Throughout history, philosophers have come up with their versions of the actual definition for ‘truth’. The Greek philosopher Aristotle had explained truth as “To say of what is that it is not, or of what is not that it is, is false, while to say of what is that it is, and of what is not that it is not, is true” [1]. Aristotle explains that truth can be described as that something that is definite and distinct in its own form, nature or identity. Another Greek sophist and philosopher Protagoras held the view that “man is the measure of all things, of things that are that they are, and of things that are not that they are not”[2]. According…

Francis Bacon and Plato

The arguments presented by both Francis Bacon and Plato both call for different approaches in pursuing knowledge. In doing this, one must be accurately point out the important facets present in each argument and deduce what style is appropriate for an individual’s use. Looking at Francis Bacon’s arguments, it can be said that he is focused on the progression of ideas that will lead to the acquisition of knowledge. However, the ‘form’ that Bacon advocates differs to the original meaning proposed by Plato. He further advocates that the ‘form’ must be attained to gain knowledge. As long as man continues to strive for the form, knowledge will soon follow. On the other hand, Plato’s dialogue focuses on the way knowledge…

Critical Analysis of The Apology of Socrates by Plato

Socrates was an orator and philosopher whose primary interests were logic, ethics and epistemology. In Plato’s Apology of Socrates, Plato recounts the speech that Socrates gave shortly before his death, during the trial in 399 BC in which he was charged with “corrupting the young, and by not believing in the gods in whom the city believes, also being a busybody and intervene gods business”. The name of the work itself is not mean what it is appeared; here, Socrates is not apologizing, but merely speaking in defense of his beliefs and actions – the word apology is used in the context of its original meaning. During this apology, Socrates attempts to explain himself and the decisions that led to…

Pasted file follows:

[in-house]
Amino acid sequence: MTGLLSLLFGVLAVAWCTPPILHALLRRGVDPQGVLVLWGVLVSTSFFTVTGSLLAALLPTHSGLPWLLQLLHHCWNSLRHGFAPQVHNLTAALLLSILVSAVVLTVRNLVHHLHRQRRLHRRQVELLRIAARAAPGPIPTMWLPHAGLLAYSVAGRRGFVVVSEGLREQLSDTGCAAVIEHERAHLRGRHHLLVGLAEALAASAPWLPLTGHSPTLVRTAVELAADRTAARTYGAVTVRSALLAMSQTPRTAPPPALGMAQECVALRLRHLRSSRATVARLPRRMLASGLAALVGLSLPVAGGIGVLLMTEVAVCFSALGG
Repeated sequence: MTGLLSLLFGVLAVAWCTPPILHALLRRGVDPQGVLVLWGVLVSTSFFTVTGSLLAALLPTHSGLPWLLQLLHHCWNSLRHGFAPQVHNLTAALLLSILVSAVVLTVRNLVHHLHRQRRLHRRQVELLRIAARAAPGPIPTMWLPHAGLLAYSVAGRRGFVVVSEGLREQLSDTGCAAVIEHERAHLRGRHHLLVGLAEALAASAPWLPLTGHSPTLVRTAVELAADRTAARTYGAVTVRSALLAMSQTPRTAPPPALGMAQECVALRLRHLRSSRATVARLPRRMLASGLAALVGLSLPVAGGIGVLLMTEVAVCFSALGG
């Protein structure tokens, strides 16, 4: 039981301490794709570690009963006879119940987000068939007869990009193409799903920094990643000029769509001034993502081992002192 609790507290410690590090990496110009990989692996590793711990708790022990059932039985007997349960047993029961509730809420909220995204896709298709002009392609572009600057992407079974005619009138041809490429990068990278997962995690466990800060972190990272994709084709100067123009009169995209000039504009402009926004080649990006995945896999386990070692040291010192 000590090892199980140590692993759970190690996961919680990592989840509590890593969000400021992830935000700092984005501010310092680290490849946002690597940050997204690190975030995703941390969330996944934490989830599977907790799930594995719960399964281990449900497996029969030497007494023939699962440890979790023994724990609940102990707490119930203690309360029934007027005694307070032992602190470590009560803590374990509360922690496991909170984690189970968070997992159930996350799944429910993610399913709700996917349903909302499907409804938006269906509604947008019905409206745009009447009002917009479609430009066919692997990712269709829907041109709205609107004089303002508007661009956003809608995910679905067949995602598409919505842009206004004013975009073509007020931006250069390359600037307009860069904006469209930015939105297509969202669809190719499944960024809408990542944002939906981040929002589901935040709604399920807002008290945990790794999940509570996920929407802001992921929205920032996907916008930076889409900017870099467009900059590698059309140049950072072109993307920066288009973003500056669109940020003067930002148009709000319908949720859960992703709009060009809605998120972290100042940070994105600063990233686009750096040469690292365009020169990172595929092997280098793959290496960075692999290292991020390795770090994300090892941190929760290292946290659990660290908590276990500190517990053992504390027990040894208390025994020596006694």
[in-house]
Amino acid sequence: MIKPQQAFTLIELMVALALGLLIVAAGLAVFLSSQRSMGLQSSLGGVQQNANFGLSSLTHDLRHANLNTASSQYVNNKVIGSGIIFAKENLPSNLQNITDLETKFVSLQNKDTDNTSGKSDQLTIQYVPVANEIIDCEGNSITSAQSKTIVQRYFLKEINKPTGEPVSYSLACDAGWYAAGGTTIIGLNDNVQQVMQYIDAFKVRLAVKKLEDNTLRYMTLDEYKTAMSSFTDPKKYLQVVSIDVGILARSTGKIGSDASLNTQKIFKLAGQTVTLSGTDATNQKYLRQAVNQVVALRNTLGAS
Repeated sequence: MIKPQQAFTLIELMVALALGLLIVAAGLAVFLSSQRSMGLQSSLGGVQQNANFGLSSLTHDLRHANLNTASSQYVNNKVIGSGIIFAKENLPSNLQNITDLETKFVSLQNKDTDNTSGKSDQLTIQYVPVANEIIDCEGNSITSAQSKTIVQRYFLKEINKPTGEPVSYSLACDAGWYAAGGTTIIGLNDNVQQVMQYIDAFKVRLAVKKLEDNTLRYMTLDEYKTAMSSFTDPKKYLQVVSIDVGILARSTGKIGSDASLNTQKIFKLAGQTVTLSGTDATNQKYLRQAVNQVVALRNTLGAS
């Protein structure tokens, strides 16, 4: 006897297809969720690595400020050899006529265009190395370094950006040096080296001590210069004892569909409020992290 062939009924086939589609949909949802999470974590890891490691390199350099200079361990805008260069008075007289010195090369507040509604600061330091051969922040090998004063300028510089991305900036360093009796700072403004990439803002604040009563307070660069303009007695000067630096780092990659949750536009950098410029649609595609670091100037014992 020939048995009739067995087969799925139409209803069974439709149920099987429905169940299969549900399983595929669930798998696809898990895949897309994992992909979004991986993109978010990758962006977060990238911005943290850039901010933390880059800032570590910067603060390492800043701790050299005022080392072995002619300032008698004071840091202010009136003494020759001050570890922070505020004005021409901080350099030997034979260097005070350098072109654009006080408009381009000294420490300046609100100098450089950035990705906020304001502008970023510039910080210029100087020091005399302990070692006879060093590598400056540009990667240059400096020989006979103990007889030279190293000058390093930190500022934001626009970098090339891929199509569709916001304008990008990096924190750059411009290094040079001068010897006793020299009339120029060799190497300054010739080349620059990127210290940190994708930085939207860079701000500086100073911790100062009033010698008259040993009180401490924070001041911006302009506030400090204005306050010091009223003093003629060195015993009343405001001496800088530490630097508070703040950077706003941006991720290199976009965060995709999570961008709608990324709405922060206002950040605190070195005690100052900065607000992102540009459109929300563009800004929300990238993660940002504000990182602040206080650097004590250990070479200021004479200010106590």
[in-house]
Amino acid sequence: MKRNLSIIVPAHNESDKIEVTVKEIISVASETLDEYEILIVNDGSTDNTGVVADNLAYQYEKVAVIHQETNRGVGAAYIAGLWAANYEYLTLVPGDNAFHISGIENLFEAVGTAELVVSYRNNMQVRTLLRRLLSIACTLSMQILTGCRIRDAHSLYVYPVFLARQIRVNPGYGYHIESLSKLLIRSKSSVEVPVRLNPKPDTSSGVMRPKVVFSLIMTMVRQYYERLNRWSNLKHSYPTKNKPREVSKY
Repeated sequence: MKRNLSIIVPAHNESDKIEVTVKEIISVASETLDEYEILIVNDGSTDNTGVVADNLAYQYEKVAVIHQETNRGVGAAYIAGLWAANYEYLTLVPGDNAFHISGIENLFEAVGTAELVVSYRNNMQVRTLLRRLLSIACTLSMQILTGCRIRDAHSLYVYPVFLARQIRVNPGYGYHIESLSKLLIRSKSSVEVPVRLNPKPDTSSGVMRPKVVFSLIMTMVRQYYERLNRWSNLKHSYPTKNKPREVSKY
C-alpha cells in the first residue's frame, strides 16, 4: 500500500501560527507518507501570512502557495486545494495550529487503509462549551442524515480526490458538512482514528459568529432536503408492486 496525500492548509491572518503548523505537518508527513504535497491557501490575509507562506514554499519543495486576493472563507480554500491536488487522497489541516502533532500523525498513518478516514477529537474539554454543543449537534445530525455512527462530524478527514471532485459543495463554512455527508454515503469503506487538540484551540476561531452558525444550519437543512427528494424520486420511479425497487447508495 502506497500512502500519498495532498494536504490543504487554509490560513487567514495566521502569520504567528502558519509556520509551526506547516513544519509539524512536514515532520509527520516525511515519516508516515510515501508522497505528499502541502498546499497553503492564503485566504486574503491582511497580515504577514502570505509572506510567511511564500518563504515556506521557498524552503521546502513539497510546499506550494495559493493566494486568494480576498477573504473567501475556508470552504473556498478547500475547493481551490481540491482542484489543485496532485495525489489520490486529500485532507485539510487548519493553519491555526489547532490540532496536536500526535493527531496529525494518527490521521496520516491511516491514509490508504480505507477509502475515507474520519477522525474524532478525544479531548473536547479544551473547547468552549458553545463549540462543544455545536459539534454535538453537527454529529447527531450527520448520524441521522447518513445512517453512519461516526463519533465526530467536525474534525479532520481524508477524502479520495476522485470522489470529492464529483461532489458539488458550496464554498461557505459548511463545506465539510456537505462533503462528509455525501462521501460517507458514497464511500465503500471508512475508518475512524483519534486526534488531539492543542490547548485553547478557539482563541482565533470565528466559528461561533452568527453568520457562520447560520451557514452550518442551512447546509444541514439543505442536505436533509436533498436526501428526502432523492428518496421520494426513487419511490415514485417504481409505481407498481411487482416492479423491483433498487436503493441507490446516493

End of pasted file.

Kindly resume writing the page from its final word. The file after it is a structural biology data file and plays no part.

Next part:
Political Philosophy

Introduction: Abu Nasr Muhammad bin Muhammad bin Tarkhan al-Farabi was born at Wasij, a village near Farab, a district of Transoxania. He was one of the greatest philosophers that the Muslim world had ever produced. He mainly studied in Baghdad and after gaining considerable proficiency in the Arabic language, he became an ardent pupil of the Christian savant Abu Bishr Matta bin Younus, quite prominent as translator of a number of works by Aristotle and other Greek versatile writers. Being a first Turkish philosopher, he left behind lasting and profound influence upon the life of succeeding Muslim Philosophers. Being a great expositor of Aristotle’s logic, he was aptly called al-mu’alim al thani (the second teacher). According to Ibn-e-Khaldoon, no Muslim…

Plato Republic the Noble Lie

As with all other topics discussed in “The Republic of Plato,” the section in which he discusses the myths of the metals or the “noble lie” is layered with questioning and potential symbolism, possible contradiction, and a significant measure of allusion. In Chapter X of “The Republic,” Plato presents “The Selection of Rulers: The Guardians’ Manner of Living. ” In it, he discusses the necessities of education as they apply to the appropriate selection of and reparation for the community’s leaders. As in other areas of “The Republic,” Plato carefully outlines the delineations which form the basis for the types of rulers to be installed in the state. “Rulers” (legislative and udicial), “Auxiliaries” (executive), and “Craftsmen” (productive and fficacious) are…

Reflection Paper on “The Republic” by Plato

Greek philosopher, Plato, is considered to be one of the most influential people in Western Philosophy. The fact that he was a student of Socrates and a teacher of Aristotle leaves no questions about his competence. One of his fundamental works is the “Republic”. Even though it was written in 380 BC, Plato’s and Socrates’s thoughts are still relevant in twenty first century. This paper will evaluate the quote from the “Republic” and provide a summary of a quote; provide a context from the text for the quote; and finally, it will include my own thoughts on the quote and the Socrates’s argument as a whole. The given quote is a paragraph from the fourth book of the “Republic”. It…